Awarding additional MELD points to the shortest waitlist candidates improves sex disparity in access to liver transplant in the United States

Recorded live on Tuesday, October 25th, 2022 • Hosted jointly by AST's Liver and Intestinal Community of Practice (LICOP) and Women's Health Community of Practice (WHCOP)

"Awarding additional MELD points to the shortest waitlist candidates improves sex disparity in access to liver transplant in the United States"
(Am J Transplant. 2022 Jul 24. doi: 10.1111/ajt.17159.)

In this article:
Since the introduction of the MELD-based allocation system, women are now 30% less likely than men to undergo liver transplant (LT) and have 20% higher waitlist mortality. These disparities are in large part due to height differences in men and women though no national policies have been implemented to reduce sex disparities. Patients were identified using the Scientific Registry of Transplant Recipients (SRTR) from 2014 to 2019. Patients were categorized into five groups... [The authors] identified two proposed policy changes to LSAM scenarios that resulted in improvement in LT and death percentage for the shortest candidates with the least negative impact on taller candidates. In conclusion, awarding an additional 1–2 MELD points to the shortest 8% of LT candidates would improve waitlist outcomes for women.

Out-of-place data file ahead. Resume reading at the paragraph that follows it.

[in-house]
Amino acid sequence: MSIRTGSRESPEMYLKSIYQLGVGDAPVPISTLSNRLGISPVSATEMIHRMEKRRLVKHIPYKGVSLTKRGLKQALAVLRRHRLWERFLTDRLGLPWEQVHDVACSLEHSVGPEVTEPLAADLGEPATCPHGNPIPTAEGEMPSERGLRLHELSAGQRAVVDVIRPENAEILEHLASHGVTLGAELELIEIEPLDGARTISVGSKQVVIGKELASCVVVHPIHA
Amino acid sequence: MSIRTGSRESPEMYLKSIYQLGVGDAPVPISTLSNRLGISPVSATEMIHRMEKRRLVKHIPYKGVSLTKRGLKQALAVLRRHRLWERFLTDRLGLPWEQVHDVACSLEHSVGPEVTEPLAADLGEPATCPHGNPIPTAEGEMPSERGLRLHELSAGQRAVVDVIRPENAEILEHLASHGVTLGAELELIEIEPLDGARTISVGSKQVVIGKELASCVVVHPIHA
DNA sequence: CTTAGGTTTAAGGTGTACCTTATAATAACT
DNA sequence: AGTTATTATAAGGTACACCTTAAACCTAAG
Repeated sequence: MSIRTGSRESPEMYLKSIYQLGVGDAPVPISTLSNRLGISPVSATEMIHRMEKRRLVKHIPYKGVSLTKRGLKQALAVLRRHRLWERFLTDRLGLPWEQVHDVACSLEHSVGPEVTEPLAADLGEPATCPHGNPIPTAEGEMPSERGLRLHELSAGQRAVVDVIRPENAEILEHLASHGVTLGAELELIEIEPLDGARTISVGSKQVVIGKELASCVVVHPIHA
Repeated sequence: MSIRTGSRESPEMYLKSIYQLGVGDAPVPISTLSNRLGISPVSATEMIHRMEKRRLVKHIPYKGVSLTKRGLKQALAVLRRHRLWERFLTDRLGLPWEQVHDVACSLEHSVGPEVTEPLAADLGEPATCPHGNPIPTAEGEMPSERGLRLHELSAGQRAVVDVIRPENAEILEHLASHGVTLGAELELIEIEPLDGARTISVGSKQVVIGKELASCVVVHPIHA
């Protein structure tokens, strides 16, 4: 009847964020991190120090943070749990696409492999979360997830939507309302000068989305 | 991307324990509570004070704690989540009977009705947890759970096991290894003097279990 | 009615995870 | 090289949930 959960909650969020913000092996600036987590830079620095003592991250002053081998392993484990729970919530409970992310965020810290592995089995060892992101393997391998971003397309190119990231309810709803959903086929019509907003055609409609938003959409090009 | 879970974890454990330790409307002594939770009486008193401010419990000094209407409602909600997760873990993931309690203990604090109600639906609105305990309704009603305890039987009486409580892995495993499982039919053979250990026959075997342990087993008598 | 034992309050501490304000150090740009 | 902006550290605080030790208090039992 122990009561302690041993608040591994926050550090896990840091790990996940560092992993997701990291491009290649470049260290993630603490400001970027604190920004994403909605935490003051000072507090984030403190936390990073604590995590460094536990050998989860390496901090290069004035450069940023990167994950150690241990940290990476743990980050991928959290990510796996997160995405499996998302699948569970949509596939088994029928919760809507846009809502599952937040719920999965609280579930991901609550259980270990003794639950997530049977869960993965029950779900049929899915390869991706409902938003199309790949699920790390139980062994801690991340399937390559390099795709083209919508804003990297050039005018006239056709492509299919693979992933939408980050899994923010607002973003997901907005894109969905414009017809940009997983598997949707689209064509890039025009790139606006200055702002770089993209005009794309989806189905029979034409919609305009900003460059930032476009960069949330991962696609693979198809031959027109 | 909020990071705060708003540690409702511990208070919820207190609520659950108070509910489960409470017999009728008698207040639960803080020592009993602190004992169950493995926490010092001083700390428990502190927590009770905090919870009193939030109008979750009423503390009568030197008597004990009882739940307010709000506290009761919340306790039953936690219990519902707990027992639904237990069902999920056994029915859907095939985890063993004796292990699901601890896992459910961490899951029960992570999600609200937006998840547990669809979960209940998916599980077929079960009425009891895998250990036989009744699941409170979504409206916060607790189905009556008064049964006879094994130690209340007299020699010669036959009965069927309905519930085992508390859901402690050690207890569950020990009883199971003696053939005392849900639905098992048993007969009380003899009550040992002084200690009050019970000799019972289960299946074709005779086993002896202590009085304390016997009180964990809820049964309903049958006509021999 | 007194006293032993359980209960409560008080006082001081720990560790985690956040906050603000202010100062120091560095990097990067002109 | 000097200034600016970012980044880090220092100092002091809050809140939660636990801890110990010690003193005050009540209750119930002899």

- Neil Mehta, MD • University of California San Francisco, San Francisco, CA

- Sarah Bernards, MD • University of Washington, Seattle, WA

- Alexandra Shingina, MD, MSc • Vanderbilt University Medical Center, Nashville, TN
- Hyosun (Helen) Han, MD • University of Southern California Keck School of Medicine, Los Angeles, CA

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